Do you have output files you don’t want to be committed, such as log files?
You have 2 options: (1) Do not list these outputs in the workflow definition
file, and Renku will ignore them. Or, (2) include the file in the workflow
file, but use the
persist: false flag to tell Renku not to commit the
Executing a Portion of a Workflow¶
Renku also helps you run only portions of your workflow at a time. For example, you can execute just one step of the workflow by referencing that step’s name:
$ renku run workflow.yml filter
You may specify more than one step to run:
$ renku run workflow.yml filter count
Workflow Step Execution Order¶
When you execute a workflow file, Renku builds an execution graph to determine how the steps in the workflow are related. Renku then executes the steps in that order. This means that only the data dependencies between steps determine the execution order, not the order of steps in the workflow file.
By passing the
--dry-run flag to the
renku run command, you can instruct
Renku to only print the order of execution of the steps without actually running
any of them.
--no-commit flags causes Renku to run the workflow file but it won’t
create a commit after the execution. Renku also won’t create any metadata in
this case. This is a great option to use when developing or verifying a workflow!
Adding more Information to a Workflow File¶
Implicit Input and Output Files¶
If your script consumes or generates an input or output that is not explicitly
passed in the command, you may still list the file in the workflow file so that
it is tracked by Renku. When doing so, also add the
implicit: true key;
otherwise, Renku will warn that the file is not used in the command string.
name: script-with-implicit-input steps: filter: command: python $my-script inputs: - my-script: path: my-script.py - hidden-input: path: data/an-input.txt implicit: true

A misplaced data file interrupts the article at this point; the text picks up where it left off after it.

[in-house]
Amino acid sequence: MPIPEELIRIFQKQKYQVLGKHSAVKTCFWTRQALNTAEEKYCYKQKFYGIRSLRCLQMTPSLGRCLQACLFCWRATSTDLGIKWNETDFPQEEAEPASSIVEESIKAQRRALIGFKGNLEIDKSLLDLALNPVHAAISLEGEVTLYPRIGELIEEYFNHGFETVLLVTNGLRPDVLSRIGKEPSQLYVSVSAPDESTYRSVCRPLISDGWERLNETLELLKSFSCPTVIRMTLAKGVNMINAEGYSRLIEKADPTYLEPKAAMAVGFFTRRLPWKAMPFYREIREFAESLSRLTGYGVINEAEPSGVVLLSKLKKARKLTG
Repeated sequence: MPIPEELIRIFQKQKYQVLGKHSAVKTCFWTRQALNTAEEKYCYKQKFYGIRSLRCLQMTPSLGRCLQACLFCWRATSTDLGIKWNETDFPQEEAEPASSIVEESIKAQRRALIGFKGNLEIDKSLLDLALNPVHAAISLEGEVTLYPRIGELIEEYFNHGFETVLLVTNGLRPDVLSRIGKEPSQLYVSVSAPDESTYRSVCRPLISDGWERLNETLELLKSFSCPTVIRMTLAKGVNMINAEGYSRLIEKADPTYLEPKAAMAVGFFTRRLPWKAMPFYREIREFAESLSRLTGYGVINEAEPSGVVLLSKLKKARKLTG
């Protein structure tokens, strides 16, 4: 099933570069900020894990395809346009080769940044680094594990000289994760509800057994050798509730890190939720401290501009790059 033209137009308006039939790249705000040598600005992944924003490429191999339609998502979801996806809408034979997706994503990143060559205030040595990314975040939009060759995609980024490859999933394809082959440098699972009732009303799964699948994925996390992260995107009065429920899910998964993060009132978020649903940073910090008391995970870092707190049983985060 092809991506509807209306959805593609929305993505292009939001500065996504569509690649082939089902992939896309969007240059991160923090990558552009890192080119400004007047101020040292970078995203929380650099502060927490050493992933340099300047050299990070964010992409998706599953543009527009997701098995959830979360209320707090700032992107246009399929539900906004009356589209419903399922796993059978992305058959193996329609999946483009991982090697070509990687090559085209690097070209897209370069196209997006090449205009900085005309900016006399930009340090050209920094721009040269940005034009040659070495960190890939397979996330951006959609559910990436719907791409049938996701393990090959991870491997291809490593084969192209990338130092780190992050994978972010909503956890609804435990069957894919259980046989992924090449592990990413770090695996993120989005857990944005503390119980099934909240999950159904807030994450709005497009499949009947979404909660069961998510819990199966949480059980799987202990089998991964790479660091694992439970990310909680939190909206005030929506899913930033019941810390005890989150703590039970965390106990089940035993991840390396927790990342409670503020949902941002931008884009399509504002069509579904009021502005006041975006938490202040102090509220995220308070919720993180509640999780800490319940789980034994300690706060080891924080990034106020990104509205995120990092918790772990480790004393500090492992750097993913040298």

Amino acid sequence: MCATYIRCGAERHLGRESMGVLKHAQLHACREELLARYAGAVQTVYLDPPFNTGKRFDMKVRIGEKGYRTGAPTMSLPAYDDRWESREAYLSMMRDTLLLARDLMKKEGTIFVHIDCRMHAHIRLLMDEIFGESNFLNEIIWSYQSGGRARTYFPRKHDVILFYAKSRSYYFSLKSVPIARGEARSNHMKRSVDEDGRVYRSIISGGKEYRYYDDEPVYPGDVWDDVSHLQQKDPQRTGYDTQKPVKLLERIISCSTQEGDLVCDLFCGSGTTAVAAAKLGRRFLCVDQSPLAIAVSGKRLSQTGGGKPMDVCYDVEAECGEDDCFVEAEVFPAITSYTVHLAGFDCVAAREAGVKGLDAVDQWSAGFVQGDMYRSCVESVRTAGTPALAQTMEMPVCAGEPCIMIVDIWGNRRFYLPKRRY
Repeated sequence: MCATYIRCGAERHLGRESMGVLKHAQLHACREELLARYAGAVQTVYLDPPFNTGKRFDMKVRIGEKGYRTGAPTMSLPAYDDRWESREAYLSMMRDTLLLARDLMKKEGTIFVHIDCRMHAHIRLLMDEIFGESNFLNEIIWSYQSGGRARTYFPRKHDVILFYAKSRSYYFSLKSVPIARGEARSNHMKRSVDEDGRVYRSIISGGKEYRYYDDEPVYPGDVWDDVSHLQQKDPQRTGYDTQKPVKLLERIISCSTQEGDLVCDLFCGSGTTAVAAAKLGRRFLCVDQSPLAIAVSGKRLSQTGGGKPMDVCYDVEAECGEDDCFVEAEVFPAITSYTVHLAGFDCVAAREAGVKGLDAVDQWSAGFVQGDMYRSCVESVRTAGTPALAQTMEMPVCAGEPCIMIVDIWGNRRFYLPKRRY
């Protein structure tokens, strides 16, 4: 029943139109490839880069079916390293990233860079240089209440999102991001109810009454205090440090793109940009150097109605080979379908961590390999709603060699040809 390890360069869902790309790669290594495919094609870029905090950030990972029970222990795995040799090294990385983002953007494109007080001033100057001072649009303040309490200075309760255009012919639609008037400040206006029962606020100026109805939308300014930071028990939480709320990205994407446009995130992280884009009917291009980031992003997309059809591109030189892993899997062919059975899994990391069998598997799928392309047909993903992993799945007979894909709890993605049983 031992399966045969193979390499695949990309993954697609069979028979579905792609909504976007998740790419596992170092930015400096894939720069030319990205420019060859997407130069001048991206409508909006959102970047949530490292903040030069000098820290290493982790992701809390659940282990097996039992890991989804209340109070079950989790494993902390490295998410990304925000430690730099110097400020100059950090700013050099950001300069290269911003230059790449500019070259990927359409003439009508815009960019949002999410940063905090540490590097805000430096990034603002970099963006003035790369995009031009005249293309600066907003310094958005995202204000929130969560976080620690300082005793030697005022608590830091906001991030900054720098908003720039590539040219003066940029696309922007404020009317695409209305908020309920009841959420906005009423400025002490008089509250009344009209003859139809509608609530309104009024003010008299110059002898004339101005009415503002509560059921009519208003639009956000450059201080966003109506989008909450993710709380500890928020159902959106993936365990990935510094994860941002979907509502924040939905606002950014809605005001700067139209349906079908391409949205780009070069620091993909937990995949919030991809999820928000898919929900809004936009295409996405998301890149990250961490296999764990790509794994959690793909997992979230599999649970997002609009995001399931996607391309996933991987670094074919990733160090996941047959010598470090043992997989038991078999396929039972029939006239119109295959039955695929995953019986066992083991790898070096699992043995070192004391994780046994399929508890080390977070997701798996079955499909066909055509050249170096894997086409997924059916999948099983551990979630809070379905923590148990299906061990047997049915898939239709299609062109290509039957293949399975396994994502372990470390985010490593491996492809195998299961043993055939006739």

Descriptions and Keywords¶
You may provide further details in your workflow definition, such as a description of each parameter, and keywords that describe your workflow.
name: data-pipeline description: The workflow in the Renku Tutorial keywords: - tutorial steps: filter: command: python $filter-py $raw $filtered description: Filter the raw flights data to only flights to the destination of interest inputs: - filter-py: path: src/filter.py - raw: description: The raw flights data path: data/input/flights.csv outputs: - filtered: description: Flights to the destination of interest path: data/output/filtered.csv count: command: python $count-py $filtered $counts description: Count the number of flights inputs: - count-py: path: src/count.py - filtered: description: Flights to the destination of interest path: data/output/filtered.csv outputs: - counts: description: Number of flights to the destination of interest path: data/output/counts.csv
Alternative Success Codes¶
By default, Renku considers a workflow step to have successfully executed if it returns a success code of 0. If the command is expected to return a success code other an 0, specify the acceptable codes in a success_codes key:
name: command-with-alternative-success-codes steps: head: command: head -n 10 data/collection/models.csv data/collection/colors.csv > intermediate success_codes: [0, 127] ...
Viewing a Workflow Visually¶
After executing a workflow, you can view a visual diagram of how any file created by that workflow was created.
To view this diagram, run
renku workflow visualize
and pass the path to the file you would like to inspect:
$ renku workflow visualize data/output/counts.csv ┌─────────────────────────────────────────┐ ┌─────────────┐ ┌──────────────────────┐ │workflows/workflow-flights-tutorial-3.yml│ │src/filter.py│ │data/input/flights.csv│ └─────────────────────────────────────────┘ └─────────────┘ └──────────────────────┘ * ******* *** *** * ************ **** ***** * ************** **** **** * ************* ╔═══════════════════════╗ * **║python src/filter.py...║ * ╚═══════════════════════╝ * * * * * * ┌────────────┐ * ┌────────────────────────┐ │src/count.py│ * │data/output/filtered.csv│ └────────────┘ *** └────────────────────────┘ ********* ***** ***** ************ ***** ******** ************* **** ********* ************* ╔══════════════════════╗ ***** **║python src/count.py...║ ╚══════════════════════╝ * * * ┌──────────────────────┐ │data/output/counts.csv│ └──────────────────────┘